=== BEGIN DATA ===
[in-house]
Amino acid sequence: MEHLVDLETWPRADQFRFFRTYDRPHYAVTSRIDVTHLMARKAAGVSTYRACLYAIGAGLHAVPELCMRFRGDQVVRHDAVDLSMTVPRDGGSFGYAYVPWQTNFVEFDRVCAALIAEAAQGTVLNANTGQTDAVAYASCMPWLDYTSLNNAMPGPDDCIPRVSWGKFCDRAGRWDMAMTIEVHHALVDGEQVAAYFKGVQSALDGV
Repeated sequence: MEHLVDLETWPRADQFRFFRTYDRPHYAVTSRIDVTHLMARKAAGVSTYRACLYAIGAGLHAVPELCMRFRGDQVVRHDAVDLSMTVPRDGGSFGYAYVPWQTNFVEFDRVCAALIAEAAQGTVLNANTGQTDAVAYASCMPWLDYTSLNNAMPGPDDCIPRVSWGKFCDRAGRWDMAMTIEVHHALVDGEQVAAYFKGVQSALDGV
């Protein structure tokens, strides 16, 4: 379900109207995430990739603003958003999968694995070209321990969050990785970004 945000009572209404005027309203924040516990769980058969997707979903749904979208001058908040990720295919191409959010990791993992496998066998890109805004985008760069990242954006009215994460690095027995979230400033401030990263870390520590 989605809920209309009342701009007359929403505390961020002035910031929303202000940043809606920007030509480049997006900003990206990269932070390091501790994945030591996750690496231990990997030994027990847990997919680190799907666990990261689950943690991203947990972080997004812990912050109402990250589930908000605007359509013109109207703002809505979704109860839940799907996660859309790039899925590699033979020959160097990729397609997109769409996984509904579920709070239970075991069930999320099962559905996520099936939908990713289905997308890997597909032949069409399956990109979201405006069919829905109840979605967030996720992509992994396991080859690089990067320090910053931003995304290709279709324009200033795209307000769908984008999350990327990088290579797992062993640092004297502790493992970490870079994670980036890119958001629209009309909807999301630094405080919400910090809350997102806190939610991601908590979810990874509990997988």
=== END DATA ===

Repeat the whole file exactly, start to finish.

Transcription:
[in-house]
Amino acid sequence: MEHLVDLETWPRADQFRFFRTYDRPHYAVTSRIDVTHLMARKAAGVSTYRACLYAIGAGLHAVPELCMRFRGDQVVRHDAVDLSMTVPRDGGSFGYAYVPWQTNFVEFDRVCAALIAEAAQGTVLNANTGQTDAVAYASCMPWLDYTSLNNAMPGPDDCIPRVSWGKFCDRAGRWDMAMTIEVHHALVDGEQVAAYFKGVQSALDGV
Repeated sequence: MEHLVDLETWPRADQFRFFRTYDRPHYAVTSRIDVTHLMARKAAGVSTYRACLYAIGAGLHAVPELCMRFRGDQVVRHDAVDLSMTVPRDGGSFGYAYVPWQTNFVEFDRVCAALIAEAAQGTVLNANTGQTDAVAYASCMPWLDYTSLNNAMPGPDDCIPRVSWGKFCDRAGRWDMAMTIEVHHALVDGEQVAAYFKGVQSALDGV
């Protein structure tokens, strides 16, 4: 379900109207995430990739603003958003999968694995070209321990969050990785970004 945000009572209404005027309203924040516990769980058969997707979903749904979208001058908040990720295919191409959010990791993992496998066998890109805004985008760069990242954006009215994460690095027995979230400033401030990263870390520590 989605809920209309009342701009007359929403505390961020002035910031929303202000940043809606920007030509480049997006900003990206990269932070390091501790994945030591996750690496231990990997030994027990847990997919680190799907666990990261689950943690991203947990972080997004812990912050109402990250589930908000605007359509013109109207703002809505979704109860839940799907996660859309790039899925590699033979020959160097990729397609997109769409996984509904579920709070239970075991069930999320099962559905996520099936939908990713289905997308890997597909032949069409399956990109979201405006069919829905109840979605967030996720992509992994396991080859690089990067320090910053931003995304290709279709324009200033795209307000769908984008999350990327990088290579797992062993640092004297502790493992970490870079994670980036890119958001629209009309909807999301630094405080919400910090809350997102806190939610991601908590979810990874509990997988």